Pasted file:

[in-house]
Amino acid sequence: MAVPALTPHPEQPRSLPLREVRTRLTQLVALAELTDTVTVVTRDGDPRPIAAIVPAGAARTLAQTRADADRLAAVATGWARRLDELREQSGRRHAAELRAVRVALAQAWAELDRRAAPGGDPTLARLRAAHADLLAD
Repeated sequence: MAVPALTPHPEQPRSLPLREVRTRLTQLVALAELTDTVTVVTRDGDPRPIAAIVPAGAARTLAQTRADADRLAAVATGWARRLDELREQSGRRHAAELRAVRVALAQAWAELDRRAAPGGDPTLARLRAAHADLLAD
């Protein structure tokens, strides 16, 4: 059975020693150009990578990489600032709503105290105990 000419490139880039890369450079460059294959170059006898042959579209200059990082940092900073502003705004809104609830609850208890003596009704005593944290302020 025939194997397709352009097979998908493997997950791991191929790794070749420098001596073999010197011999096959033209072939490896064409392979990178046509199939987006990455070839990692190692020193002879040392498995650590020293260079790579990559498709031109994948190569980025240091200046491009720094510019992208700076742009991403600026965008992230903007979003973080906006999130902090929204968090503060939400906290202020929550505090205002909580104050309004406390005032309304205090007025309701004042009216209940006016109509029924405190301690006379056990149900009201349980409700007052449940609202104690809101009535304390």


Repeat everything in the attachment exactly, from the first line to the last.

[in-house]
Amino acid sequence: MAVPALTPHPEQPRSLPLREVRTRLTQLVALAELTDTVTVVTRDGDPRPIAAIVPAGAARTLAQTRADADRLAAVATGWARRLDELREQSGRRHAAELRAVRVALAQAWAELDRRAAPGGDPTLARLRAAHADLLAD
Repeated sequence: MAVPALTPHPEQPRSLPLREVRTRLTQLVALAELTDTVTVVTRDGDPRPIAAIVPAGAARTLAQTRADADRLAAVATGWARRLDELREQSGRRHAAELRAVRVALAQAWAELDRRAAPGGDPTLARLRAAHADLLAD
């Protein structure tokens, strides 16, 4: 059975020693150009990578990489600032709503105290105990 000419490139880039890369450079460059294959170059006898042959579209200059990082940092900073502003705004809104609830609850208890003596009704005593944290302020 025939194997397709352009097979998908493997997950791991191929790794070749420098001596073999010197011999096959033209072939490896064409392979990178046509199939987006990455070839990692190692020193002879040392498995650590020293260079790579990559498709031109994948190569980025240091200046491009720094510019992208700076742009991403600026965008992230903007979003973080906006999130902090929204968090503060939400906290202020929550505090205002909580104050309004406390005032309304205090007025309701004042009216209940006016109509029924405190301690006379056990149900009201349980409700007052449940609202104690809101009535304390």